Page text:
September 17, 1990
Work by Kazimir Malevich sold for record $60 million
By Souren Milikian
The New York Times
November 6, 2008
Video about ArtistBreaking Free of the Earth: Kazimir Malevich 1878-1935 (1990)
Websites about ArtistKazimir Malevich
Discussion of Malevich and Suprematism
The State Hermitage Museum
Description of Black Square Exhibition
20 June, 2002 - 30 June, 2003
Kazimir Malevich: Beyond Figuration, Beyond Abstraction
|Paul Cézanne was an influential French Post-Impressionist painter whose depictions of the natural world, based on internal geometric planes, paved the way for Cubism and later modern art movements.
ArtStory: Paul Cézanne Page
|Picasso dominated European painting in the first half of the last century, and remains perhaps the century's most important, prolifically inventive and versatile artist. Alongside Georges Braque he pioneered Cubism. He also made significant contributions to Surrealist painting, and media such as collage, welded sculpture, and ceramics.
ArtStory: Pablo Picasso Page
|Henri Matisse was a French painter and sculptor who helped forge modern art. From his early Fauvist works to his late cut-outs, he emphasized expansive fields of color, the expressive potential of gesture, and the sensuality inherent in art-making.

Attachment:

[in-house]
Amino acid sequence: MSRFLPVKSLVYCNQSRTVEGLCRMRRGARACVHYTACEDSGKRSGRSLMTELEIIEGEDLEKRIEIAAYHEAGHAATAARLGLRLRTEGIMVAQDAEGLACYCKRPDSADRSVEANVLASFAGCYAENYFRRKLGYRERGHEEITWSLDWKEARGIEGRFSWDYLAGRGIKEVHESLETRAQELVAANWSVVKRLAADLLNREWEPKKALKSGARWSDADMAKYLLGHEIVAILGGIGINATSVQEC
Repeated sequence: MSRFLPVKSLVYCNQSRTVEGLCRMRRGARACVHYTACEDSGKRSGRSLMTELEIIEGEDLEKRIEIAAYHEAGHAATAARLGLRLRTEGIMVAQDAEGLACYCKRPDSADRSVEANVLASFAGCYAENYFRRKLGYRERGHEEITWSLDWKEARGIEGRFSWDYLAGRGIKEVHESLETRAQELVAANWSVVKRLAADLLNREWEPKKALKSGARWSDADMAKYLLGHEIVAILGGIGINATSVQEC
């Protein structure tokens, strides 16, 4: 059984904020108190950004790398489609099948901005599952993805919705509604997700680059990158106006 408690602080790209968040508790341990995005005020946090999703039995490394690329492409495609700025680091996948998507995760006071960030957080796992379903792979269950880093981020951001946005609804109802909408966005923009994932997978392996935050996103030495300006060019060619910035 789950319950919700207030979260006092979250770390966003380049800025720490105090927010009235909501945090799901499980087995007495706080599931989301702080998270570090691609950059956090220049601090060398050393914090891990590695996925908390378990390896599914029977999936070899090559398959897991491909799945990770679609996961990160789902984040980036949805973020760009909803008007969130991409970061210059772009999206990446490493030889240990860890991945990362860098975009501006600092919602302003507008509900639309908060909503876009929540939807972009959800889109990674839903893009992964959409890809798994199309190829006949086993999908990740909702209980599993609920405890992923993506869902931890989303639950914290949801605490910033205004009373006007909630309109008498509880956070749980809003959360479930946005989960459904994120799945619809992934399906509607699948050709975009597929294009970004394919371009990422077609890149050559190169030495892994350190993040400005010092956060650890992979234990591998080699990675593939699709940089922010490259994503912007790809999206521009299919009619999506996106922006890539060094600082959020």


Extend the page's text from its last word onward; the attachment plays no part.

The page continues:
ArtStory: Henri Matisse Page
|El Lissitzky was a Russian avant-garde painter, photographer, architect and designer. Along with his mentor Kazimir Malevich, Lissitzky helped found Suprematism. His art often employed the use of clean lines and simple geometric forms, and expressed a fascination with Jewish culture. Lissitzky was also a major influence on the Bauhaus school of artists and the Constructivist movement.
ArtStory: El Lissitzky Page
|A member of the German Expressionist group Der Blaue Reiter, and later a teacher at the Bauhaus, Kandinsky is best known for his pioneering breakthrough into expressive abstraction in 1913. His work prefigures that of the American Abstract Expressionists.
ArtStory: Wassily Kandinsky Page
|Mikhail Larionov was a Russian avant-garde painter and the founder of Rayonism, the first movement that celebrated Russian abstract painting. Larionov was also a major promoter of Post-Impressionist and Neo-Primitive art during the early 20th century, and helped widen the internation appeal of artists like Matisse, Van Gogh, and Gauguin.